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"Any sufficiently advanced technology is indistinguishable from magic." - Arthur C. Clarke

Wednesday, January 27, 2010

Schools, like newspapers, must adapt or die

Thoughts about the inevitable march of technology and how it will dramatically change the landscape of our schools...

Technology will force physical schools to adapt and go online and morph and change or die, similar to newspapers. If you look at how radically technology is changing the face of the newspaper industry, who can say it won't have the same effect on our school system? With so much content "going digital" isn't it just a matter or time before schools morph their ways "online" with "distance learning" and the like? How will that change our schools physically? What will teachers become?

And when we do produce online content, with M.I.T. and Yale and Harvard offering free online content of a wide variety of courses, how can small schools distinguish themselves and produce any content of value that will make people want to go online and learn from them and not the big boys or others who have already produced content?

What's the goal, the one unifying everything that we need from technology? It's really quite simple... One device with ubiquitous access to information via the internet. That's all we need. Paper, gone. Books, gone. Turning in physical anything, gone. With your one device (be it a tablet, a laptop, a kind of iTouch) you will be able to access and share information and collaborate. This is all you or anyone will need.

And while we're at it, one of technologies greatest promises is the way it will inform and transform student/teacher collaboration with its assessment tools. Assessment is one of the key components of technology in education. It will be big. It's time to start mining the information highway for visionary ideas on student assessment.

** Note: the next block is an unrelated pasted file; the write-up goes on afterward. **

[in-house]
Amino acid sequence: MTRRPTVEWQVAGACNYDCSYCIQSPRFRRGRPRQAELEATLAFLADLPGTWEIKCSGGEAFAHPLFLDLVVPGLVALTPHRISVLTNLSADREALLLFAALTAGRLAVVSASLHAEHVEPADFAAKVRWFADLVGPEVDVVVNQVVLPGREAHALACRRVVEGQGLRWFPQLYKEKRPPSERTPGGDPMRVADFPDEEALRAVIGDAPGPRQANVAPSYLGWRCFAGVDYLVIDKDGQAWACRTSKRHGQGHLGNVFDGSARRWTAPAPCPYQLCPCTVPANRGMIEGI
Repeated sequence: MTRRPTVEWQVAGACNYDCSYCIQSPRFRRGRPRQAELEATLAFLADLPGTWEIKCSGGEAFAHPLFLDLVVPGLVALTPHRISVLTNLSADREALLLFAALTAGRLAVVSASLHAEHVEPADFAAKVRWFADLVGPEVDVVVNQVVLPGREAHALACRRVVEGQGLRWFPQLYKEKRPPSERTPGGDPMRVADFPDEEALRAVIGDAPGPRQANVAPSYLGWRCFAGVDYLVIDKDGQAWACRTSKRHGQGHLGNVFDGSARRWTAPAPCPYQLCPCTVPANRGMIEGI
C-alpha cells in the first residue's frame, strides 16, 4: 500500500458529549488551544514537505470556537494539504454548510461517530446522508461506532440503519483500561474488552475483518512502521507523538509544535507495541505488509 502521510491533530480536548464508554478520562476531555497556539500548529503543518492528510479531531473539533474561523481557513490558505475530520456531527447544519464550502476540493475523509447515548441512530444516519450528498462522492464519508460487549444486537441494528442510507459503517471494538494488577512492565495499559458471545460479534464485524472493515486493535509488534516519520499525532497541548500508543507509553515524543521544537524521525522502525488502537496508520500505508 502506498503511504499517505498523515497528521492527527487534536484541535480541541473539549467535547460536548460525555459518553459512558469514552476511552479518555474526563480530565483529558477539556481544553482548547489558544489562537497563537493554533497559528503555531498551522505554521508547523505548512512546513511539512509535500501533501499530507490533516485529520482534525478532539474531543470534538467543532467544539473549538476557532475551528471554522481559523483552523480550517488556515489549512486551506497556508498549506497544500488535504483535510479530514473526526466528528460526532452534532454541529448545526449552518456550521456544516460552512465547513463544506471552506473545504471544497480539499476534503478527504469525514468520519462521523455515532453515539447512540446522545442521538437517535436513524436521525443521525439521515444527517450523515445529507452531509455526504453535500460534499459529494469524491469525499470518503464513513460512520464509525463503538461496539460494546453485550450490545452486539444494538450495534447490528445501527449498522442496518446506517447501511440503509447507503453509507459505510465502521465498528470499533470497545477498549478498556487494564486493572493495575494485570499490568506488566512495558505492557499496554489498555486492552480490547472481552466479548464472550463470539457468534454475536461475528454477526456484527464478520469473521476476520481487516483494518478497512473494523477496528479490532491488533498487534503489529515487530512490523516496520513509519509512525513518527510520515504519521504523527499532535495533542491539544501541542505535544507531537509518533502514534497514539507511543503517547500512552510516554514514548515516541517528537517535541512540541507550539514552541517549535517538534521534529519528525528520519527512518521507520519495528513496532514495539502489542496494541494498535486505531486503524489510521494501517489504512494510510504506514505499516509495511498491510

One more important piece of the puzzle! If kids are communicating via social networking what will become of traditional email? They don't even really use it. It's kind of "old school." We have to meet them on their turf and that is quickly becoming on Facebook and Twitter and the like, not dusty old linear email...

Well that's my two cents...

4 comments:

Kris said...

We are already noticing that kids today don't know how to interact with other people. Manners have gone by the wayside and common courtesy seems to be near extinction. As fabulous as all the new technology is, we are losing some extremely valuable contacts with actual human beings.
Just MY two cents.
KA

Sam said...

The part about email was brought up by Nathan Johnson at a faculty meeting earlier this year or last year. He was immediately contradicted by several faculty, but I fully agree with him.

Interesting points Keith.

Blake said...

What becomes of what we learn about social interactions? Or creating something with your hands? Or the synergy developed when students and teachers are together? Where will that take place?

Keith said...

Wow, feedback! Thanks people. Glad I could get the discussion going!